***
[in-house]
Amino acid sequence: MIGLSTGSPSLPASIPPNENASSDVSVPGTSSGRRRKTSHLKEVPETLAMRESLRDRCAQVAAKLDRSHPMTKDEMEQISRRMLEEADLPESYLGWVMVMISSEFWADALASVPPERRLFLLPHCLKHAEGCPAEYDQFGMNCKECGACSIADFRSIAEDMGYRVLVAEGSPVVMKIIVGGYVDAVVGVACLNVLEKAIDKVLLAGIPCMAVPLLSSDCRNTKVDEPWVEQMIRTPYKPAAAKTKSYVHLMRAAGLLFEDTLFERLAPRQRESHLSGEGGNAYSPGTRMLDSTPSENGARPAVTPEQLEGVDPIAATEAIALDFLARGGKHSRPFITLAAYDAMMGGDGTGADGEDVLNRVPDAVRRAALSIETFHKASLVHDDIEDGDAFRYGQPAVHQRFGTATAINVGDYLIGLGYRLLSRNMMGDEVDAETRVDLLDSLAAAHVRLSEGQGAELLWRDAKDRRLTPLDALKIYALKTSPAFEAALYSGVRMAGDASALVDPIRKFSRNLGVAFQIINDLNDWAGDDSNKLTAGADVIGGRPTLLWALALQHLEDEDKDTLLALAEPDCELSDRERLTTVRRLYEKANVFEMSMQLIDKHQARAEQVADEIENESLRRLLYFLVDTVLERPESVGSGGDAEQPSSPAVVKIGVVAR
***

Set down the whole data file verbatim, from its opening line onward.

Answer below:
[in-house]
Amino acid sequence: MIGLSTGSPSLPASIPPNENASSDVSVPGTSSGRRRKTSHLKEVPETLAMRESLRDRCAQVAAKLDRSHPMTKDEMEQISRRMLEEADLPESYLGWVMVMISSEFWADALASVPPERRLFLLPHCLKHAEGCPAEYDQFGMNCKECGACSIADFRSIAEDMGYRVLVAEGSPVVMKIIVGGYVDAVVGVACLNVLEKAIDKVLLAGIPCMAVPLLSSDCRNTKVDEPWVEQMIRTPYKPAAAKTKSYVHLMRAAGLLFEDTLFERLAPRQRESHLSGEGGNAYSPGTRMLDSTPSENGARPAVTPEQLEGVDPIAATEAIALDFLARGGKHSRPFITLAAYDAMMGGDGTGADGEDVLNRVPDAVRRAALSIETFHKASLVHDDIEDGDAFRYGQPAVHQRFGTATAINVGDYLIGLGYRLLSRNMMGDEVDAETRVDLLDSLAAAHVRLSEGQGAELLWRDAKDRRLTPLDALKIYALKTSPAFEAALYSGVRMAGDASALVDPIRKFSRNLGVAFQIINDLNDWAGDDSNKLTAGADVIGGRPTLLWALALQHLEDEDKDTLLALAEPDCELSDRERLTTVRRLYEKANVFEMSMQLIDKHQARAEQVADEIENESLRRLLYFLVDTVLERPESVGSGGDAEQPSSPAVVKIGVVAR